DID YOU KNOW? Tiger nuts are not actually nuts, but rather tubers, like sweet potato, though much smaller in size. They get their name from the stripes on the tubers’ exterior.
These marble-sized tubers are chewy and taste like a cross between an almond and pecan with a hint of honey–making them a great nut replacement.
They are naturally gluten, grain and dairy free, so they’re perfect for those following a plant-based or paleo diet.
Tigernuts can be consumed in a number of ways. You can eat them raw, roasted, soaked or boiled. You can also find tiger nuts in a variety of forms; tiger nut flour, tiger nut oil, tiger nut butter and tiger nut milk!
Lately, I’ve been experimenting with different tiger nut recipes. Not only do I get more variety in my diet with these small tubers, but they are packed with antioxidants, resistant starch fiber & vitamin E.
So, if you’re curious about tiger nuts or maybe you’re looking for nut free paleo recipes, I recommend trying some of my tiger nut creations below …
Tiger nut chocolate chip cookies are soft, chewy and so delicious! They’re the perfect cookie recipe for those following a nut free paleo diet.
You might be wondering — “Why tiger nuts, Jen?”
Well, my obsession with tiger nuts started a while back when the BF was having bad gut reactions to nuts.
At that time, most of the treats I made contained some form of nut which were a big NO for him. So, I began searching for a nut replacement that would not only make delicious treats, but also keep his belly happy.
It turns out that tiger nuts, which are small tubers and not actual nuts, are a great alternative since they have a similar taste and texture to nuts. I like to describe them as a cross between an almond and pecan with a hint of honey.
Eventually the BF’s issue with nuts went away, BUT the loads of tiger nuts and tiger nut flour that I bought didn’t!
SO, when life gives you tiger nuts, make tiger nut everything! Right?!
This time around I decided to try a classic treat–THE CHOCOLATE CHIP COOKIE! Turns out that tiger nut flour works well as a base. These cookies turned out soft and chewy, like all chocolate chip cookies should be.
If you’re following a nut free paleo diet (or maybe you just want to add more variety and nutrients to your diet), I highly recommend this recipe.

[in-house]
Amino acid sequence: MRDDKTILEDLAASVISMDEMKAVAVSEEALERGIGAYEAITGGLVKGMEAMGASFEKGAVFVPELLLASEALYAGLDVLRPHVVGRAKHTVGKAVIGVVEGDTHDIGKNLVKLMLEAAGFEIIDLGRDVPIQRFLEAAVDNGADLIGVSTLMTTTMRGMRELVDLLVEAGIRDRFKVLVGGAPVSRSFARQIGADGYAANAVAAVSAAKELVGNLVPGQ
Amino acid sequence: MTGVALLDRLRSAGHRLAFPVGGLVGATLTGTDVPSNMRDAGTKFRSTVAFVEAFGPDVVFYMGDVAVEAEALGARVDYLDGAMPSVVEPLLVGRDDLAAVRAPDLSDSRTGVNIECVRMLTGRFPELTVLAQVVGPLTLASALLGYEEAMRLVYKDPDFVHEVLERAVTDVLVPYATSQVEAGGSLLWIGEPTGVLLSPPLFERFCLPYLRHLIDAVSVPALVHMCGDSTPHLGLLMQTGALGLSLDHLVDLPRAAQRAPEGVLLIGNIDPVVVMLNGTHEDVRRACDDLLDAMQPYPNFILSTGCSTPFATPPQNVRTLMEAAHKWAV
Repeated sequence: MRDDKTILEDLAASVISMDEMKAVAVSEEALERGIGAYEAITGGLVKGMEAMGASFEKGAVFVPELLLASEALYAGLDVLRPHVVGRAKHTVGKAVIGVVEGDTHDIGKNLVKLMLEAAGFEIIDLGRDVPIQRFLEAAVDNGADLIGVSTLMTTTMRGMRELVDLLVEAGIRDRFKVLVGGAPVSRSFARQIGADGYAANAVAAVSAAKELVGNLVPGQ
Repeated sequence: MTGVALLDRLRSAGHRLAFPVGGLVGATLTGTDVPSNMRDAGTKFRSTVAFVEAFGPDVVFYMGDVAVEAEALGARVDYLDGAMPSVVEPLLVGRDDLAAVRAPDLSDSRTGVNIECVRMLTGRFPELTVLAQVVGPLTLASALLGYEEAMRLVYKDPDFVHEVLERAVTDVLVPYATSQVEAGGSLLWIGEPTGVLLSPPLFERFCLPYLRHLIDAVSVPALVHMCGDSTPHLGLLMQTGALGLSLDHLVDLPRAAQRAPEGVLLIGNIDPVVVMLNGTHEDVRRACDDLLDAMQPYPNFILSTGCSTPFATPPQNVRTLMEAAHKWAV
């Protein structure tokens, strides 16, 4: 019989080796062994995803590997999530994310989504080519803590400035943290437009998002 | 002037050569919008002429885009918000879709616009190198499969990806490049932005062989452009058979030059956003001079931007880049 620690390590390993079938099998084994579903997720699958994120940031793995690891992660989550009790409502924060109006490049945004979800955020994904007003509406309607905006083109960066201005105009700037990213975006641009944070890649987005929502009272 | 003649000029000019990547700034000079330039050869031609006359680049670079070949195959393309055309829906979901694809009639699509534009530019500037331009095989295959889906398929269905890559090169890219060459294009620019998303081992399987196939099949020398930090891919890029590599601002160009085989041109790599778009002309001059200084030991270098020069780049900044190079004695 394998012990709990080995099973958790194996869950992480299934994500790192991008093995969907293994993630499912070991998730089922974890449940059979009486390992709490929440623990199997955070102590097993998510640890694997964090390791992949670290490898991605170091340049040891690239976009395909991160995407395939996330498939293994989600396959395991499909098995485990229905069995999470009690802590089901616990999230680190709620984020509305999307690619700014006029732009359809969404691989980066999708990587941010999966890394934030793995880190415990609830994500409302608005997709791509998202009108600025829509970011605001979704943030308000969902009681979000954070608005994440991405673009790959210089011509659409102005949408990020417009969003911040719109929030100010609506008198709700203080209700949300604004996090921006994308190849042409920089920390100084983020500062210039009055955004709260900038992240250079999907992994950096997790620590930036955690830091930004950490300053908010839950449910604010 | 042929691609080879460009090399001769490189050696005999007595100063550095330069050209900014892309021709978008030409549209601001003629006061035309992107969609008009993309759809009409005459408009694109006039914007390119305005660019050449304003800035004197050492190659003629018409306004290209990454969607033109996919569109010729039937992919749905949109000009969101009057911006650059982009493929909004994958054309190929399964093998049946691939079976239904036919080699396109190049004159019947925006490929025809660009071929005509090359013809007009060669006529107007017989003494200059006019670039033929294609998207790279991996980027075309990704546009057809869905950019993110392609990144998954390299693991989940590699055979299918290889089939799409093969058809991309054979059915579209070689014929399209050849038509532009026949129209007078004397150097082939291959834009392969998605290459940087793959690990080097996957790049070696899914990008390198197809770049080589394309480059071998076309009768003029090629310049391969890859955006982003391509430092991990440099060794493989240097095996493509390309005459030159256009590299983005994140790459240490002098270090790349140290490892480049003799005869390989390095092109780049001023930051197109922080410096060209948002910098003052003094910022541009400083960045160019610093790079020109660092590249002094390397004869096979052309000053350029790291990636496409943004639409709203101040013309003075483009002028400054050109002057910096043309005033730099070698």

Despite what the name might have you believe, tiger nuts are not actually nuts, but rather small tubers.
They’re rich in a variety of nutrients and have been linked to several health benefits — including improvements in gut health.
Here are a couple of ways tiger nuts can support gut health …
Tiger nuts are high in insoluble fiber, which passes through your gut without being digested. Insoluble fiber adds bulk to your poop and helps food move through your gut easily, reducing the likelihood of constipation.
In addition, insoluble fiber captures toxins, waste, fat and cholesterol particles and expels them from your system.
Tiger nuts contain more fiber per serving than many other recommended high-fiber foods, like quinoa or chia seeds. One serving of tiger nuts contains 10 grams of fiber, providing you with almost half of your daily requirement.
Tiger nuts contain resistant starch, a type of prebiotic fiber that can feed the friendly bacteria in your gut, helping your digestion run smoothly.
It’s a good idea to introduce resistant starch prebiotics into your diet gradually. This can help you avoid any temporary gas or bloating you could experience otherwise.
So, if you’re interested in adding tiger nuts to your diet or looking for a nut free paleo “NOatmeal” — I highly recommend giving this recipe a try! It’s a nutrient-dense breakfast that will leave you feeling fueled for the day.
1. Add drained tiger nuts, cacao nibs and cinnamon into food processor and process until everything is finely ground. Tigernuts may take a bit of time to break down, so just run the processor until you get the right consistency.
2. In one bowl beat eggs and milk together.
3. In another bowl, mash banana and coconut manna together with a fork.
4. Combine all ingredients in a saucepan. Turn heat to medium-low heat and begin mixing ingredients together using a spatula.
5. Cook for 5-minutes or longer, stirring regularly so “NOatmeal” doesn’t stick to the bottom of the pan. Cook for less time if you want a more runny consistency or cook longer if you want a more dense consistency.
6. Feel free to top your “NOatmeal” with fresh fruit, cacao nibs or shredded coconut!
1. Add all ingredients into a food processor and process until ingredients start to stick together. If mixture is too dry, add 1 tsp of coconut butter or oil at a time. If mixture is too wet, add 1 tsp of tiger nut flour (or almond flour) at a time.
2. Scoop out mixture with a tablespoon, press firmly together then roll into balls.
3. Enjoy right away or store in an airtight container for later.
Hi! I’m Jennifer …
My mission is to help women heal their gut, lose weight and feel great through simple and delicious smoothies, whole food nutrition & healthy lifestyle habits.